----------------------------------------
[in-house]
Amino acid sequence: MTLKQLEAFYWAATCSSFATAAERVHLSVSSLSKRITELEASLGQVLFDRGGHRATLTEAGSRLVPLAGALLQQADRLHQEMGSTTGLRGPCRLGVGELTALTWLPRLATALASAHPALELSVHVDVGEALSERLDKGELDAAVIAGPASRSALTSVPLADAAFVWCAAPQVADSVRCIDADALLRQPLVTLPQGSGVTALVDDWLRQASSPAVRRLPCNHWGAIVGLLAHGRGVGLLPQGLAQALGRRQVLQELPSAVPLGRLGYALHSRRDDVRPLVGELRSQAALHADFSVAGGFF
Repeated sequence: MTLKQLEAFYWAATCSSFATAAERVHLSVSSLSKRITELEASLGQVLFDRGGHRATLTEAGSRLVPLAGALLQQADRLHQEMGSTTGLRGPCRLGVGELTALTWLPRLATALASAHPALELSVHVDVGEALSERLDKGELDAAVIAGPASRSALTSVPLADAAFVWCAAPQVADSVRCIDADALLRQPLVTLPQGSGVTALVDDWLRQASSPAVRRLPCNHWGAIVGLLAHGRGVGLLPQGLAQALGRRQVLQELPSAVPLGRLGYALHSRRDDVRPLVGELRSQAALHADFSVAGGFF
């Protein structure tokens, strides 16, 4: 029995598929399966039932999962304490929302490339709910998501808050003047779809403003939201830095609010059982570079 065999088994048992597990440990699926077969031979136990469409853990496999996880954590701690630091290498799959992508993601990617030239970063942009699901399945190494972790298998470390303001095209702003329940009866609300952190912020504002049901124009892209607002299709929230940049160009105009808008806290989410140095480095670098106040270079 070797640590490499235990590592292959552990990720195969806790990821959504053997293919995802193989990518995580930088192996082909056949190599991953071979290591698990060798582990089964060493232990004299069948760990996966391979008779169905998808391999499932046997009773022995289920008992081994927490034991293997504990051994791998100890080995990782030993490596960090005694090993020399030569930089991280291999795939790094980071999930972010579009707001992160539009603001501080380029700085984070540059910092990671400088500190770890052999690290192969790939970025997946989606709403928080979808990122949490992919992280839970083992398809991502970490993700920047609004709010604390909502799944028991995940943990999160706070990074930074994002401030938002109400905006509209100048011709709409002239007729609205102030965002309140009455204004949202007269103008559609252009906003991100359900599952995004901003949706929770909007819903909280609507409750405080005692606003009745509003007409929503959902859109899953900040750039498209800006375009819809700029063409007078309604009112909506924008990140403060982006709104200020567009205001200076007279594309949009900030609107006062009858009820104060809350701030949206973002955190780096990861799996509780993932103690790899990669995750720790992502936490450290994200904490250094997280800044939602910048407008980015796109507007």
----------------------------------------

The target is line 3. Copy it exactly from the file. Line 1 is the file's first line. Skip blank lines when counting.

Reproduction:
Repeated sequence: MTLKQLEAFYWAATCSSFATAAERVHLSVSSLSKRITELEASLGQVLFDRGGHRATLTEAGSRLVPLAGALLQQADRLHQEMGSTTGLRGPCRLGVGELTALTWLPRLATALASAHPALELSVHVDVGEALSERLDKGELDAAVIAGPASRSALTSVPLADAAFVWCAAPQVADSVRCIDADALLRQPLVTLPQGSGVTALVDDWLRQASSPAVRRLPCNHWGAIVGLLAHGRGVGLLPQGLAQALGRRQVLQELPSAVPLGRLGYALHSRRDDVRPLVGELRSQAALHADFSVAGGFF